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Recent flooding in South East Queensland and the recent cyclone Yasi means weather in Australia is a hot topic at the moment. Mother nature is a powerful and mystical force.
The Great Barrier Reef Australia is constantly being probed for its secrets and limitless wonders with recent research showing that coral can unlock a history of rainfall in North Queensland that predates recordings from modern instruments.
By examining coral cores on the Great Barrier Reef The Australian Institute of Marine Science (AIMS) has been able to gain an insight into Queensland’s rainfall dating back to 1640. This is 3 times as far back as instrumental records go.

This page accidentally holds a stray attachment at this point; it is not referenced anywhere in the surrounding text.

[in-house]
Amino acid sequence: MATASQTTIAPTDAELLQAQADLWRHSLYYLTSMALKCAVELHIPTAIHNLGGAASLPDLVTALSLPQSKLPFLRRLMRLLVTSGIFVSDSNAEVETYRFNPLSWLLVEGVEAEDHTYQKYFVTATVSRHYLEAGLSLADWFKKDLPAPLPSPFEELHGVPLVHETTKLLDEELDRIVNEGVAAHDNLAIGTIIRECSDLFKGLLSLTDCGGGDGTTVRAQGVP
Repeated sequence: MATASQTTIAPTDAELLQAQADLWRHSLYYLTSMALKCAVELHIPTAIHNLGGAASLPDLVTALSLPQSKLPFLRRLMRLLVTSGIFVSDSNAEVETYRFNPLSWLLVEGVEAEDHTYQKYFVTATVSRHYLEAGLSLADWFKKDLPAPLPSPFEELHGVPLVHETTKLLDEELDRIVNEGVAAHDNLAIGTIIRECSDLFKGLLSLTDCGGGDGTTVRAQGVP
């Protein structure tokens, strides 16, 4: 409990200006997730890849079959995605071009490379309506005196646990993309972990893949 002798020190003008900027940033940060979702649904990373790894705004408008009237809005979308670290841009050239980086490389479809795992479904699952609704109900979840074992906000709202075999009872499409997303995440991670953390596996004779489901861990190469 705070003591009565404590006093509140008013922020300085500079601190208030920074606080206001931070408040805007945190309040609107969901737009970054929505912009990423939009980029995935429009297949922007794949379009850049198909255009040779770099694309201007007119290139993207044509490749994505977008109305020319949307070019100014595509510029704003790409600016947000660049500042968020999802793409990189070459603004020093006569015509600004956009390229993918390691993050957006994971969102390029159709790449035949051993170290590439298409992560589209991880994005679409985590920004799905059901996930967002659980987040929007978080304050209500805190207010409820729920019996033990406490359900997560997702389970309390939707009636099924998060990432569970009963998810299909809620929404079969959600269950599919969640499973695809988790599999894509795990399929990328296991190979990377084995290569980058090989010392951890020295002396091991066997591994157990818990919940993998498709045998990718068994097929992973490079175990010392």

“Coral cores can tell us a lot about how climate conditions change over time. Not only can we extract information on rainfall, we can look at global temperature, ocean chemistry and many other physical parameters.” Says AIMS coral scientist Dr Janice Lough.
These photos from Janice Lough show how a Coral Core can be examined.
Corals have bands (similar to tree rings) that record freshwater levels in the ocean. Under ultraviolet light, luminescent lines in coral cores indicate the strength of freshwater discharge from rivers and can tell us which years were wet (white lines) or dry (blue). This short coral core(above), which records a very wet year in 1991, is from Pandora Reef, close to the Palm Islands off Townsville.
This coral core slice (above) from Magnetic Island covers the period 1813 to 1850 (before European settlement of the region) and shows major floods in 1831, 1838, 1840 and a very dry year in 1839.
This amazing research has provided insight into Australia’s variable weather patterns.